I was medically discharged mainly due to severe knee problems (I've had nine knee operations). I also had a slipped disc and a cervical laminectomy that stopped the right side of my body from functioning properly. On top of that I was diagnosed with a thing called Bell's palsy, which is a form of facial paralysis. I was also diagnosed with PTSD, depression and anxiety, I then knew it was time. So I put the targets down and I patched out from my military career.

I felt a lot of grief at first that I was going to lose so much. Also with that comes the uncertainty of what you are going to do next. When you discharge you lose that much more, your mates are a luxury in the ADF, because everyone is your mate, you've got that uniform on. Whereas outside of the ADF, you go to work and people are transient.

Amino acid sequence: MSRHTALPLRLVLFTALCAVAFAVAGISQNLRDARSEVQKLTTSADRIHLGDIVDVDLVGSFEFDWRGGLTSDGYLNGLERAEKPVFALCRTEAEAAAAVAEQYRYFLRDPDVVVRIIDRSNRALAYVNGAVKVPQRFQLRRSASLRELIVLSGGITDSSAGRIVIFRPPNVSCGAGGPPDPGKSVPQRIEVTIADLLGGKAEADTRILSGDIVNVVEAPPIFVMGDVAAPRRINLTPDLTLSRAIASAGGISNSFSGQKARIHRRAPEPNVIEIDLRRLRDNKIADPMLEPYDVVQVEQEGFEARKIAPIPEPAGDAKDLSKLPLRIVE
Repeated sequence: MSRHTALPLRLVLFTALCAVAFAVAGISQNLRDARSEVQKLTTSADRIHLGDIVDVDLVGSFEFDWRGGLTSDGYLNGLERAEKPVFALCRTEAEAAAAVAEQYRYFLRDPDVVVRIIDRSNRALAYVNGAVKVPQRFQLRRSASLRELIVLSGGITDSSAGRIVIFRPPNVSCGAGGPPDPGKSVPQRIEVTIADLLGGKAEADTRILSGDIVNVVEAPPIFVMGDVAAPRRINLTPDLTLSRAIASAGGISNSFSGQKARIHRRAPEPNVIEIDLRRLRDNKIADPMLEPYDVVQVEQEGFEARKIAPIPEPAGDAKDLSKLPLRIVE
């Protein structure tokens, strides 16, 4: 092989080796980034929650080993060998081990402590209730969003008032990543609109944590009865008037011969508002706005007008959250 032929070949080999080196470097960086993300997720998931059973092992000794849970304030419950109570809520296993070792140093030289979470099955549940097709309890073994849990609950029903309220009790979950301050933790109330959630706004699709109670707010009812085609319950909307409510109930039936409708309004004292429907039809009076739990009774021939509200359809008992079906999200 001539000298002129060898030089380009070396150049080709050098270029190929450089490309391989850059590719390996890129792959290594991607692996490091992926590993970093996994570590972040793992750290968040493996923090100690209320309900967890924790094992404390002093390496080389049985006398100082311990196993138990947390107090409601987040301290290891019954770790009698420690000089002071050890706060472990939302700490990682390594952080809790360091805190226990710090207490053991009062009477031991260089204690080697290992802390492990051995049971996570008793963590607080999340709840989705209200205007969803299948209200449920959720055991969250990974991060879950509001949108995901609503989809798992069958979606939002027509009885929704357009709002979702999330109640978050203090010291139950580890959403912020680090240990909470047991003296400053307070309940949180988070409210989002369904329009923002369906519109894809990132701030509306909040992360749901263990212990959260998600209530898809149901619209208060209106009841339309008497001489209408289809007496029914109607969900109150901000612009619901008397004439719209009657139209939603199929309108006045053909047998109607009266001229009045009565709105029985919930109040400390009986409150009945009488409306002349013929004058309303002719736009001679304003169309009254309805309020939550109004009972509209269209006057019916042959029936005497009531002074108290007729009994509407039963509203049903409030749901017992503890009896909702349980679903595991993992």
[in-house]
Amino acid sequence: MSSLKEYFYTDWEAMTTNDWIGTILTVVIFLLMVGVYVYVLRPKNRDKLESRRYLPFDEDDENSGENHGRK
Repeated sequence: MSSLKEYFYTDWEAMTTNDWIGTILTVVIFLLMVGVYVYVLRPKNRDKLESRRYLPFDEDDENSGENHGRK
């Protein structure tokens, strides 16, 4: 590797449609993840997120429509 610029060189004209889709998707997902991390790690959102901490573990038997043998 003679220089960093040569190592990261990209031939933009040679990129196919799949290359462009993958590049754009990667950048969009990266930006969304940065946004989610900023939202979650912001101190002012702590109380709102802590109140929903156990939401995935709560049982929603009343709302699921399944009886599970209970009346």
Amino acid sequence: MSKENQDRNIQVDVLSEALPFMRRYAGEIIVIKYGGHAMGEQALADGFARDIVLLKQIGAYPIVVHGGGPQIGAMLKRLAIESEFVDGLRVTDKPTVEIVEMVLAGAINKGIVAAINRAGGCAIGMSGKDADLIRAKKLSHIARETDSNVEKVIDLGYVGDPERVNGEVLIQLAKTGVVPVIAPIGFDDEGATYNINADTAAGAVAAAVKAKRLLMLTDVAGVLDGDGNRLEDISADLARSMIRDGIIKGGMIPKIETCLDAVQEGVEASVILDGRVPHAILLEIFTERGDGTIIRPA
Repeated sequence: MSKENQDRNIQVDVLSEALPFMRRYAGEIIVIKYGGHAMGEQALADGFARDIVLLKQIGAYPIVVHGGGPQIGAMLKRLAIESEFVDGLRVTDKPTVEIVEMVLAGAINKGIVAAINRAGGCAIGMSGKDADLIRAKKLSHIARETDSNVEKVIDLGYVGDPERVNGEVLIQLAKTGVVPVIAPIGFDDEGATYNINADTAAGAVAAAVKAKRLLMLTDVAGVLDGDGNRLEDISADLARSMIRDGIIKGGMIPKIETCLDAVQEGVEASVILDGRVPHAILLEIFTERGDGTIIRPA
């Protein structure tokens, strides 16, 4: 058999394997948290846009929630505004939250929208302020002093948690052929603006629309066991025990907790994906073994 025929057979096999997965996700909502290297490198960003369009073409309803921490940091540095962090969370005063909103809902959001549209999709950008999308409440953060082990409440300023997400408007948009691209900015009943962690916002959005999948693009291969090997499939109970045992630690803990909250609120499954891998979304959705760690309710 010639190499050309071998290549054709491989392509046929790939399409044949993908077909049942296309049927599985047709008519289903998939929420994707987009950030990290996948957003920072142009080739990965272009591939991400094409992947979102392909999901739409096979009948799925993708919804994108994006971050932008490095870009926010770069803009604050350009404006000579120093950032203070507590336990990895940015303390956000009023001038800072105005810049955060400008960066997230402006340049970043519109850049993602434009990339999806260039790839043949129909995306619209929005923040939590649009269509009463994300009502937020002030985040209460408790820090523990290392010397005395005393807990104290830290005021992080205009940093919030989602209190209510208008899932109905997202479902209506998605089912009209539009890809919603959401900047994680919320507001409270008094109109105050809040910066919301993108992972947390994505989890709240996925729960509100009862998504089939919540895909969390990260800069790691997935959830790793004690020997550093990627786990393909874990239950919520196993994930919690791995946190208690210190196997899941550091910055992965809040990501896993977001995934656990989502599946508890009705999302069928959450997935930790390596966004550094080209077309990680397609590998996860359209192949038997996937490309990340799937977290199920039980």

I waited too long to claim for my injuries

A challenge I faced I think was similar to most soldiers, in that I expected everything to be done at once and when it wasn't I blamed DVA. So my expectations about the time it would take to resolve all my claims, was one of the biggest challenges for me. Not knowing what the rest of my life was going to look like was another thing that weighed heavily on me. It's daunting because you are not going to be what you were before. It's the new you…and you have got to plan the new you out.

I always knew DVA was there. The things I did wrong with DVA was that I waited too long to put my claims in. In June 2013 I probably knew that I was going to be medically discharged but I didn't bother doing my forms until June 2014. My DVA claim was done within 12 months, all my conditions were accepted before I discharged and everything was finalised in June 2015.

What I should have done in hindsight is gone through the DVA process every time an injury happened. It's obviously a lot simpler than putting in 17 claims all at once. It made the system complicated for DVA, which further complicated things for me.

Having a clear goal for my future